A funny thing happened on the way to the next Great Depression. The government forcibly halted economic activity, shutting most Americans indoors and robbing millions of people of their chance to earn a living as a means to prevent the spread of coronavirus. Yet many of the nation's economic indicators remain remarkably steady.
"By the day after Memorial Day, though, Wall Street had regained some stability, far more than many expected in the darkest days in late March," the Detroit Free Press reported on Wednesday. "The Dow was only a few points shy of the 25,000 mark—right around where it was on March 10 before the market would tumble to coronavirus-lows two weeks later."
Since the stock market's initial post-DOVID-19 drop, I've been afraid to check my 401k account given that I'm already running low on blood-pressure medicine. Sure enough, the balance wasn't far off from my last check-in. The nation's housing markets, which analysts expected to head into a freefall after the shutdowns halted open houses, were as boisterous as ever.
"Believe it or not, the economic turmoil inflicting the United States could send home prices soaring," argued British-based journalist Simon Chandler. Low interest rates, fewer listings and a reduction in housing starts means less supply and continued strong demand. The market is rapidly adjusting to—and I despise using this term— the New Normal. Everything is volatile, but there's no indication of a repeat of 2008's meltdown.
Let's remind ourselves about the meaning of "markets." Progressives think of them as an evil conspiracy by capitalists to enrich themselves and keep others in penury. Even some populist conservatives are convinced that "unfettered capitalism" is a plot by greedy "plutocrats" to place filthy lucre above the nation's "culture." There's nothing unfettered about our highly regulated economy, but whatever.
In reality, markets are simply the sum total of the myriad decisions made by individuals. In a relatively free economy, people adjust their behavior based on their own priorities. We bid for things we want. If I'm eyeing a house that is worth $400,000 to me, but someone is willing to pay $425,000 for it, then that buyer gets it. If I'm selling a house for $400,000 and the best offer that I get is $375,000, then that's what it's worth in the market.
"Underlying most arguments against the free market is a lack of belief in freedom itself," wrote free-market economist Milton Friedman. It's not about greed, but freedom. "Is there some society you know that doesn't run on greed?" Friedman asked. "What is greed? Of course, none of us are greedy, it's only the other fellow who's greedy. The world runs on individuals pursuing their separate interests."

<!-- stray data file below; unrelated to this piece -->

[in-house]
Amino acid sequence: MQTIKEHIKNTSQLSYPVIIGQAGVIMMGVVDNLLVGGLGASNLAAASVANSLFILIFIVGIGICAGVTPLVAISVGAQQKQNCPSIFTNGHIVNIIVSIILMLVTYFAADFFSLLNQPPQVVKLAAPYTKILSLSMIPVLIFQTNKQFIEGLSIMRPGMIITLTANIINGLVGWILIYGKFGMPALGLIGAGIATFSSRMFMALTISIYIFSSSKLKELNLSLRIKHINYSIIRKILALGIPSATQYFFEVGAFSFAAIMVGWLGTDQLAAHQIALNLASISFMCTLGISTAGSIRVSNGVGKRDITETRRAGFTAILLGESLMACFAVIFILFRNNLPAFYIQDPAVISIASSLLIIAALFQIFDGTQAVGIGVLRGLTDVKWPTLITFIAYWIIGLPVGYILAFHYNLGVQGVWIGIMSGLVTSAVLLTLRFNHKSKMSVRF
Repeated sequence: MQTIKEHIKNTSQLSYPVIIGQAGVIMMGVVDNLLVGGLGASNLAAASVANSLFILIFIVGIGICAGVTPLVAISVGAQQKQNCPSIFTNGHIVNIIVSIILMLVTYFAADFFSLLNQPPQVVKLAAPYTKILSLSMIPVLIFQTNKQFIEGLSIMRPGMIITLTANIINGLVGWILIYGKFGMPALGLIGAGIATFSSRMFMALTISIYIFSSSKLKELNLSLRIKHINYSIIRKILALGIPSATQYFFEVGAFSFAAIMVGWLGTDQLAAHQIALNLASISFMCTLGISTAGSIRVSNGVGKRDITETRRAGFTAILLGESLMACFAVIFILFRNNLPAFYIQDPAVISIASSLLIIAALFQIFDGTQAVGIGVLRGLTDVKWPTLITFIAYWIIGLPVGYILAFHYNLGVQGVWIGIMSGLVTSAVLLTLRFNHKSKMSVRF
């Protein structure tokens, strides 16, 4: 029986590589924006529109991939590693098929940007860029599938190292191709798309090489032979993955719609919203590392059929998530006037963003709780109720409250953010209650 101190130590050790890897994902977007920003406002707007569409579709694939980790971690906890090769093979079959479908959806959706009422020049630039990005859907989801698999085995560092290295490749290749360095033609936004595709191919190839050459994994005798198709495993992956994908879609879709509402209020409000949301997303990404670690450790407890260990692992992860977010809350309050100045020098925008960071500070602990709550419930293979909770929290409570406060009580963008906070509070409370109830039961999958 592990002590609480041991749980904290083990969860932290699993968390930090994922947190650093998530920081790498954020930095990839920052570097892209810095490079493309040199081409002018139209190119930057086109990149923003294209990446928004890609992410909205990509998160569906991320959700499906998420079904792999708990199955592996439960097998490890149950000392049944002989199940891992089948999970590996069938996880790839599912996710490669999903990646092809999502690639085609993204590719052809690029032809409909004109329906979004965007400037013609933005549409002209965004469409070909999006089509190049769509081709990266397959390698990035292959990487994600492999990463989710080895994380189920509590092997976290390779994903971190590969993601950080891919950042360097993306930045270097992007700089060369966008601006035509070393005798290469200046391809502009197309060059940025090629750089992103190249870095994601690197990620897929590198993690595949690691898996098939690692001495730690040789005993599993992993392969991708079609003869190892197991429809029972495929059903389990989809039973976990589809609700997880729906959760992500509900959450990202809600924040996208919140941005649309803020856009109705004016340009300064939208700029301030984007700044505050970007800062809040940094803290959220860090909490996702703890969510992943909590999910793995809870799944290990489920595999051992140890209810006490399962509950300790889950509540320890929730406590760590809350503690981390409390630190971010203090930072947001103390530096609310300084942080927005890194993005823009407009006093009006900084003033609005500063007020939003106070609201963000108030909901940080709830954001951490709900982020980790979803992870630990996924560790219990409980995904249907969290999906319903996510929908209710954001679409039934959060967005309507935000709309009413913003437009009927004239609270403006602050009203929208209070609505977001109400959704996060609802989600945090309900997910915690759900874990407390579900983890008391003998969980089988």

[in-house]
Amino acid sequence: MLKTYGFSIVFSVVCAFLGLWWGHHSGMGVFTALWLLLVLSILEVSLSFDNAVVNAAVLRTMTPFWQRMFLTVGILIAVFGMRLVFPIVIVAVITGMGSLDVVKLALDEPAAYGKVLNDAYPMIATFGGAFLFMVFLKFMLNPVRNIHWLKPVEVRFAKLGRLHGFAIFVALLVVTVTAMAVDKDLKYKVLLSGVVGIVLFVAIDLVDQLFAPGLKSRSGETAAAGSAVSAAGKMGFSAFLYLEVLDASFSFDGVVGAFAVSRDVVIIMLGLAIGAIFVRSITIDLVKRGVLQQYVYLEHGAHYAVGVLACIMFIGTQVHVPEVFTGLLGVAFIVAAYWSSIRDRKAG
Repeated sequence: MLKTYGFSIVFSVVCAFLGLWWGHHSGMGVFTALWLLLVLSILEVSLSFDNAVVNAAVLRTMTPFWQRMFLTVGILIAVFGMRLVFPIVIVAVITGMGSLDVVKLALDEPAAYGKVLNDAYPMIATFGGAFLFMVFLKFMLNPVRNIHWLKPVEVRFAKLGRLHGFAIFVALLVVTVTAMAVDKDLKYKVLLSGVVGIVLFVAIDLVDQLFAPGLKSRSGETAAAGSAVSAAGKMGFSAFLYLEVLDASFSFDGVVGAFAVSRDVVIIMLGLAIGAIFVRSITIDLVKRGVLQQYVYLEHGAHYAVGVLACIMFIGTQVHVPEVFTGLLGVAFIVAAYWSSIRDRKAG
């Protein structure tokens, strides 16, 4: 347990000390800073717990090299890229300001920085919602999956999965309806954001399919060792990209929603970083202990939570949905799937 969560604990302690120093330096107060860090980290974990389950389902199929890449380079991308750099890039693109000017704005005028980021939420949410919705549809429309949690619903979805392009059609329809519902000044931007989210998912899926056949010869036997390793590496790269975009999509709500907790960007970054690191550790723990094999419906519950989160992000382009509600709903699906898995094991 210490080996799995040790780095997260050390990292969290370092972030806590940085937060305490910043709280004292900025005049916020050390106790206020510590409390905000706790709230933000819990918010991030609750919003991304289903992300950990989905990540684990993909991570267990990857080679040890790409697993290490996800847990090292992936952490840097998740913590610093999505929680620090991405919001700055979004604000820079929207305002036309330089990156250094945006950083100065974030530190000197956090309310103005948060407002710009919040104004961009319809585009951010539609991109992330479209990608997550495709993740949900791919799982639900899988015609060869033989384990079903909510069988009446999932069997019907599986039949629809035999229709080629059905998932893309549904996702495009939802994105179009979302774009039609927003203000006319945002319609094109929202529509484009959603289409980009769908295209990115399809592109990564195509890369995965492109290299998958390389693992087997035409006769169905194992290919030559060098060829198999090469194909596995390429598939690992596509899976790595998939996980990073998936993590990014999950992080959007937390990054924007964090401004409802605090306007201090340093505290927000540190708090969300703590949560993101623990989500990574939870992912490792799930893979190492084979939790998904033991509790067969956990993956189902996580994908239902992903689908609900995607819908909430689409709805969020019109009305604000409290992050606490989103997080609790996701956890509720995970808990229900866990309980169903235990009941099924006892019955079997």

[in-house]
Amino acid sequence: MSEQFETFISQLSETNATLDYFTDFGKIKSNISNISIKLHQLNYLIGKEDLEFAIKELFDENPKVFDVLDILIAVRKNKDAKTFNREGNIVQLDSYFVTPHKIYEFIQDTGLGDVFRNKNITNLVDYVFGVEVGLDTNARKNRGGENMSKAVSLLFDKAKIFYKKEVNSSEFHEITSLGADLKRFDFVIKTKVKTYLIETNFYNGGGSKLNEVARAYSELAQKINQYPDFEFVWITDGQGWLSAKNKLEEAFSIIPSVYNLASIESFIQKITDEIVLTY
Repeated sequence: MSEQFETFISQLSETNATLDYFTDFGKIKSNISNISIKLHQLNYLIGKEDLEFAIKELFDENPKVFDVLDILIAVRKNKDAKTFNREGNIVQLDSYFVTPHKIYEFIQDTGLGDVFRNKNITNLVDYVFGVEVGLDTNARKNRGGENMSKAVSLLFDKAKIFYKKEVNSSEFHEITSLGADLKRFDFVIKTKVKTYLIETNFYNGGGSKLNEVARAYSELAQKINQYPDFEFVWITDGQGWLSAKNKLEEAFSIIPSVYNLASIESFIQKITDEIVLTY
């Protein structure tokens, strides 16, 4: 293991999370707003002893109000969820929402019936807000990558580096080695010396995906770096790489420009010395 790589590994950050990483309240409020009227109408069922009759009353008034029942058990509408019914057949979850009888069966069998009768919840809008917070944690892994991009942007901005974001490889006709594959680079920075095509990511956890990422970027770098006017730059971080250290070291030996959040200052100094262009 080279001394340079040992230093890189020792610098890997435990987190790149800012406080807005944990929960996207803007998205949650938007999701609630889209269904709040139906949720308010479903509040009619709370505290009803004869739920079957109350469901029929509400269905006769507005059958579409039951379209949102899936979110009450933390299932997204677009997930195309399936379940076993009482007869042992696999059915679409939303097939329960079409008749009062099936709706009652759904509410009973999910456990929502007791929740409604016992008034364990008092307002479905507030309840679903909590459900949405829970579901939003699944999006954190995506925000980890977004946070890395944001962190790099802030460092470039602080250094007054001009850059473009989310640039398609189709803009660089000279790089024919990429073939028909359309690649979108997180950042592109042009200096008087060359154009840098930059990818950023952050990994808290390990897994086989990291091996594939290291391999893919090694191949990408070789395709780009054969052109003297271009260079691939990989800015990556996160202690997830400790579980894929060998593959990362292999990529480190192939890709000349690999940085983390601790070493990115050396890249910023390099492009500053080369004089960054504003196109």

When government tries to ameliorate "greed," it only distorts individual choices by artificially limiting (or increasing) supply or demand. Even with such distortions, markets are amazingly nimble. Plus, government officials and the groups that elect and lobby lawmakers are just as greedy as anyone else. More so actually, given that these groups will use the power of government, rather than the principles of free exchange, to get what they want.
I often complain about government growth controls, subsidies and regulations that tangle up our housing markets or impose unreasonable costs on private businesses. Nevertheless, buyers and sellers figure out ways to keep buying and selling despite those interventions. Now, even after government had imposed an almost unfathomable level of intervention on the economy, the markets are chugging along much better than expected.
That doesn't mean that those shutdowns were necessary or aren't painful. People have lost their jobs, businesses and a great deal of income. That will play itself out somehow. We're already seeing that governments are expecting great losses of revenue (note California's $54 billion deficit). I don't lie awake at night worrying about budget cuts, but they are looming.
The pension funds will dodge a bullet if the stock market stays high, but these aren't market problems. They are problems caused by government officials who refuse to live within their means. California's outrageously generous public pensions had been consuming local budgets and were frighteningly underfunded even before the recent unpleasantness.
There are plenty of doom-and-gloom scenarios, circulating on social media and elsewhere. Remember the analysts who forecast that oil prices would explode and our entire system of moving around goods would collapse, destroying suburbia in the process? Gas prices are lower than ever. Or the pundits who have long predicted a coming "Greater Depression" that would leave the economy in shambles?
We shouldn't be surprised if the encouraging news turns sour. Markets go up and down, and understandably are uncertain after this government-imposed craziness. But I would caution against fretting about dystopian predictions without first thinking about the resiliency of relatively free people operating in relatively free economies. Markets are amazing things, which is more than I could say about governments.
This column was first published in the Orange County Register.